Native plants are the bee’s knees: local and landscape predictors of bee richness and abundance in backyard gardens
- Author(s): Pardee, GL;
- Philpott, SM
- et al.
Published Web Locationhttps://doi.org/10.1007/s11252-014-0349-0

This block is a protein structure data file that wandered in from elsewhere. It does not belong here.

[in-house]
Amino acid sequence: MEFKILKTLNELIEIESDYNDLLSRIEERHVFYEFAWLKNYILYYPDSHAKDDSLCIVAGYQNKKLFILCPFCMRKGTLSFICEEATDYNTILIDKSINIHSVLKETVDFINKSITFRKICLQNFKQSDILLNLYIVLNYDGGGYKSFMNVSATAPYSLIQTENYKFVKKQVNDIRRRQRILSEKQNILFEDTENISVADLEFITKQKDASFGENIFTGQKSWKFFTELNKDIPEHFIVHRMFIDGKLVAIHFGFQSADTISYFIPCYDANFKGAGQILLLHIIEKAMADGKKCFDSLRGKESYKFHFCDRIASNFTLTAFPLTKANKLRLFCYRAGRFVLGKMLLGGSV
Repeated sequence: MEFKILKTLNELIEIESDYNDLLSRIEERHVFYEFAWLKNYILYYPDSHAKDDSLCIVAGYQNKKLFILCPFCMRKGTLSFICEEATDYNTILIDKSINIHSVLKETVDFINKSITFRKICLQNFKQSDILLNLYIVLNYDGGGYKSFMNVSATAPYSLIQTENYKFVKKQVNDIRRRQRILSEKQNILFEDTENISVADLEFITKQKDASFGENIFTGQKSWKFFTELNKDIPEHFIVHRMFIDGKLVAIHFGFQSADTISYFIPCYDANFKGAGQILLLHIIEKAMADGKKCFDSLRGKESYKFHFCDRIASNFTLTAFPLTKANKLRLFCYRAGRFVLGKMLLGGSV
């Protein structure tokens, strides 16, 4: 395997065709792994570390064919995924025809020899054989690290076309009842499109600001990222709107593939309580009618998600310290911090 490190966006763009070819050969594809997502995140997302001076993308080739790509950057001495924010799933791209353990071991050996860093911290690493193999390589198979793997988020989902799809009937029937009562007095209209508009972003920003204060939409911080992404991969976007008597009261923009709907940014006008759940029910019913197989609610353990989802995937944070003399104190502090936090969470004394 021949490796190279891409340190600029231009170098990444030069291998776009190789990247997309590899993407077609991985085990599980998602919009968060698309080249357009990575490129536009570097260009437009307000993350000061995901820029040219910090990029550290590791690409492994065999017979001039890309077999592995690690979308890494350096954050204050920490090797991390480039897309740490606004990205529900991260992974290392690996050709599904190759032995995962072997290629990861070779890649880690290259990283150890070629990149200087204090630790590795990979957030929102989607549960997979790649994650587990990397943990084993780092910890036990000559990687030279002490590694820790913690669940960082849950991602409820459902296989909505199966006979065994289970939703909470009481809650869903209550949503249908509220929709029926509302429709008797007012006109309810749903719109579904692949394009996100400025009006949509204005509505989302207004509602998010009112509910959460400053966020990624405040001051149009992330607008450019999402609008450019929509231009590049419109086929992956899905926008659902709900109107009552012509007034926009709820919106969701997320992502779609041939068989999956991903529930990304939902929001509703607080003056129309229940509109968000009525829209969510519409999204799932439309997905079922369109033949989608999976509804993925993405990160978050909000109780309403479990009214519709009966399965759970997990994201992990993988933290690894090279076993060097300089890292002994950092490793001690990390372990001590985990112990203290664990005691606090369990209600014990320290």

Urban gardens may support bees by providing resources in otherwise resource-poor environments. However, it is unclear whether urban, backyard gardens with native plants will support more bees than gardens without native plants. We examined backyard gardens in northwestern Ohio to ask: 1) Does bee diversity, abundance, and community composition differ in backyard gardens with and without native plants? 2) What characteristics of backyard gardens and land cover in the surrounding landscape correlate with changes in the bee community? 3) Do bees in backyard gardens respond more strongly to local or landscape factors? We sampled bees with pan trapping, netting, and direct observation. We examined vegetation characteristics and land cover in 500 m, 1 km, and 2 km buffers surrounding each garden. Abundance of all bees, native bees, and cavity-nesting bees (but not ground-nesting bees) was greater in native plant gardens but only richness of cavity-nesting bees differed in gardens with and without native plants. Bee community composition differed in gardens with and without native plants. Overall, bee richness and abundance were positively correlated with local characteristics of backyard gardens, such as increased floral abundance, taller vegetation, more cover by woody plants, less cover by grass, and larger vegetable gardens. Differences in the amount of forest, open space, and wetlands surrounding gardens influenced abundance of cavity- and ground-nesting bees, but at different spatial scales. Thus, presence of native plants, and local and landscape characteristics might play important roles in maintaining bee diversity within urban areas.